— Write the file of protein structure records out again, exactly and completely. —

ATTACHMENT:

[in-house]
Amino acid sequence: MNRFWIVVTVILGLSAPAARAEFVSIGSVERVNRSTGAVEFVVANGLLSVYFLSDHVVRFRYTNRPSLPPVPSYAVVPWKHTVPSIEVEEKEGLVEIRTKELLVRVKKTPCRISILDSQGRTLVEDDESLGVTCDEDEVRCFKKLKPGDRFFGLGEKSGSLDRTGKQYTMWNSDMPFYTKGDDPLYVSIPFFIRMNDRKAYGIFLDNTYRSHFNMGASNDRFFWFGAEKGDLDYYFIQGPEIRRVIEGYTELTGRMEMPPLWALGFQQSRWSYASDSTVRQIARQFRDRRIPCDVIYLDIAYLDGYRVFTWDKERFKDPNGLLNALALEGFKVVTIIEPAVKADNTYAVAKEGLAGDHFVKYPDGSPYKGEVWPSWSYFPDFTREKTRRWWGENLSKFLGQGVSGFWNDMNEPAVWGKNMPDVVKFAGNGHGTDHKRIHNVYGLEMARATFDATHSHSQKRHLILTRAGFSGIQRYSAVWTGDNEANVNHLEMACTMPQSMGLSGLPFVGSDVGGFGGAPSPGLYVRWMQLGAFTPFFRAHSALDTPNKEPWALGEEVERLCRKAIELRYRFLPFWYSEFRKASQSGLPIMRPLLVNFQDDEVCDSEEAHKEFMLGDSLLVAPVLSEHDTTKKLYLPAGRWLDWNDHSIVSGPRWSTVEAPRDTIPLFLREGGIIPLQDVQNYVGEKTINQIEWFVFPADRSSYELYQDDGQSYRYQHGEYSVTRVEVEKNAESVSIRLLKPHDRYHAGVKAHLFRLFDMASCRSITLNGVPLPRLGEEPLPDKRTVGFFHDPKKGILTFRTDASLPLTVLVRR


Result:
[in-house]
Amino acid sequence: MNRFWIVVTVILGLSAPAARAEFVSIGSVERVNRSTGAVEFVVANGLLSVYFLSDHVVRFRYTNRPSLPPVPSYAVVPWKHTVPSIEVEEKEGLVEIRTKELLVRVKKTPCRISILDSQGRTLVEDDESLGVTCDEDEVRCFKKLKPGDRFFGLGEKSGSLDRTGKQYTMWNSDMPFYTKGDDPLYVSIPFFIRMNDRKAYGIFLDNTYRSHFNMGASNDRFFWFGAEKGDLDYYFIQGPEIRRVIEGYTELTGRMEMPPLWALGFQQSRWSYASDSTVRQIARQFRDRRIPCDVIYLDIAYLDGYRVFTWDKERFKDPNGLLNALALEGFKVVTIIEPAVKADNTYAVAKEGLAGDHFVKYPDGSPYKGEVWPSWSYFPDFTREKTRRWWGENLSKFLGQGVSGFWNDMNEPAVWGKNMPDVVKFAGNGHGTDHKRIHNVYGLEMARATFDATHSHSQKRHLILTRAGFSGIQRYSAVWTGDNEANVNHLEMACTMPQSMGLSGLPFVGSDVGGFGGAPSPGLYVRWMQLGAFTPFFRAHSALDTPNKEPWALGEEVERLCRKAIELRYRFLPFWYSEFRKASQSGLPIMRPLLVNFQDDEVCDSEEAHKEFMLGDSLLVAPVLSEHDTTKKLYLPAGRWLDWNDHSIVSGPRWSTVEAPRDTIPLFLREGGIIPLQDVQNYVGEKTINQIEWFVFPADRSSYELYQDDGQSYRYQHGEYSVTRVEVEKNAESVSIRLLKPHDRYHAGVKAHLFRLFDMASCRSITLNGVPLPRLGEEPLPDKRTVGFFHDPKKGILTFRTDASLPLTVLVRR